The Bombay High Court striking down the Maggi ban saying it violated the “principles of natural justice” shows just how untenable the government’s stand in the matter has been from the very beginning. The court observed that the Food Safety Standards Authority of India (FSSAI) banned the popular instant noodles brand from Nestle even though tests by various food regulators in various states threw up widely varying results—Delhi, Uttarakhand and Gujarat found lead levels to be high while Goa, Maharashtra and Kerala found it to be within permissible limits. This points to very serious problems in the country’s food safety standards – should the noodles and tastemaker be tested separately or together in a cooked form, in the way they are eaten?—and makes the ban quite unwarranted. Indeed, both FSSAI and the government that allowed it to ban the noodles and even file a class-action suit against Nestle, must pause to rethink their actions since a host of international food regulators—including those of the US, Singapore and the UK—found the Indian samples fit for consumption as per their respective standards; and few could argue their standards, or quality-checks, are less stringent than the FSSAI’s. Within the government too, there were those who had questioned FSSAI’s actions—food processing minister Harsimrat Kaur Badal stated that the body was creating “an environment of fear”. Moreover, as the court pointed out, Nestle was never served a show-cause notice before the ban. Given this, at the very least, the government must immediately withdraw the suit at the National Consumer Disputes Redressal Commission (NCDRC) that seeks damages from Nestle on behalf of the Indian consumer.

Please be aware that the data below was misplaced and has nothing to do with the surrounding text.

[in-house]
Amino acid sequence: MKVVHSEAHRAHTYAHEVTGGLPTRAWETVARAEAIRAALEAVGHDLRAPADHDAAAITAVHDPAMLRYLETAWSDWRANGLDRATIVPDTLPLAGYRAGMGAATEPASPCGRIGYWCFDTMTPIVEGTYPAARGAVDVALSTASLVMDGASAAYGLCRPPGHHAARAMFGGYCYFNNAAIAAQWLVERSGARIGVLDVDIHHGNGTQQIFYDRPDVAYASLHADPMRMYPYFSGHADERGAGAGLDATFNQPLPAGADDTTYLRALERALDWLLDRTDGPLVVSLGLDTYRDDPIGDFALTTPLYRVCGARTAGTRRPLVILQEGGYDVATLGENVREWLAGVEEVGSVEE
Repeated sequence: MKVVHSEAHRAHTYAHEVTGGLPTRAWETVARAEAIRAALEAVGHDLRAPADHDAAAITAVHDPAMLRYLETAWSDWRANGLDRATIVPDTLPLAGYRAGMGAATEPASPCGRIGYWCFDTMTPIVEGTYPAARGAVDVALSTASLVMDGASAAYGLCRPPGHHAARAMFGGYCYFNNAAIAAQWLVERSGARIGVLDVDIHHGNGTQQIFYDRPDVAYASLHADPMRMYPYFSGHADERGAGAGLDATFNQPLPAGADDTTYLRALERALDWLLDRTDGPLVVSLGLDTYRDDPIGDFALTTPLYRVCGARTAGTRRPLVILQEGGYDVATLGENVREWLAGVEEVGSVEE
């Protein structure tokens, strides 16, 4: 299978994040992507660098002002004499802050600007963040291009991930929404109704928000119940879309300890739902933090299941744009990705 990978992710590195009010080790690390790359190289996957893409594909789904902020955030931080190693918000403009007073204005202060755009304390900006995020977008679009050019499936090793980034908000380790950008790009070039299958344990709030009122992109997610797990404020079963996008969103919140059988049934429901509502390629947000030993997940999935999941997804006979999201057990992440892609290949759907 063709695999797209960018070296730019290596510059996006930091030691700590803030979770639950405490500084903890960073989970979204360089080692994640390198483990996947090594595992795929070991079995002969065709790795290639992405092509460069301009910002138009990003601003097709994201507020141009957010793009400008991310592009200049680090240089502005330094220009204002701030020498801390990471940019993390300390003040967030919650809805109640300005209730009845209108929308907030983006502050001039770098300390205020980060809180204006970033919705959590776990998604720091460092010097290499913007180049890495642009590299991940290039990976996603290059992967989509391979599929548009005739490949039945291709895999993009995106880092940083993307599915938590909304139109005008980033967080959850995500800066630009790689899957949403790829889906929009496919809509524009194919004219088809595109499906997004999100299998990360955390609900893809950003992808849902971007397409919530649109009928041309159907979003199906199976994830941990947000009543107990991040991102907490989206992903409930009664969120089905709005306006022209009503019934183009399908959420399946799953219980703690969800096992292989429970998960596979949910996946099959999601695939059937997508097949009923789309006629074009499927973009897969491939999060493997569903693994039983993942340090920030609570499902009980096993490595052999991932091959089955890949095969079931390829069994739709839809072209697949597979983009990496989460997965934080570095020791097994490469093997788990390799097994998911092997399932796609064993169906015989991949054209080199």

The Bombay High Court has ordered Nestle to send five samples each to three central laboratories, in Hyderabad, Jaipur and Mohali, for testing. The company has been ordered not to manufacture or sell the noodles until test results from all three labs are in and clear the product. The FSSAI would have done well to proceed in a similar manner right from the start, but instead, it selectively relied on tests of a few state regulators, overriding evidence to the contrary from others. The high court order gives the government the chance for a course correction—to start with, it needs to drop the suit at NCDRC and time its final decision on Maggi until after the three labs give their reports. After which, serious thought needs to be given to how to beef up the FSSAI and its testing/labelling procedures—this includes not just large capital budgets, but also needs a complete restructuring on how FSSAI functions at the moment.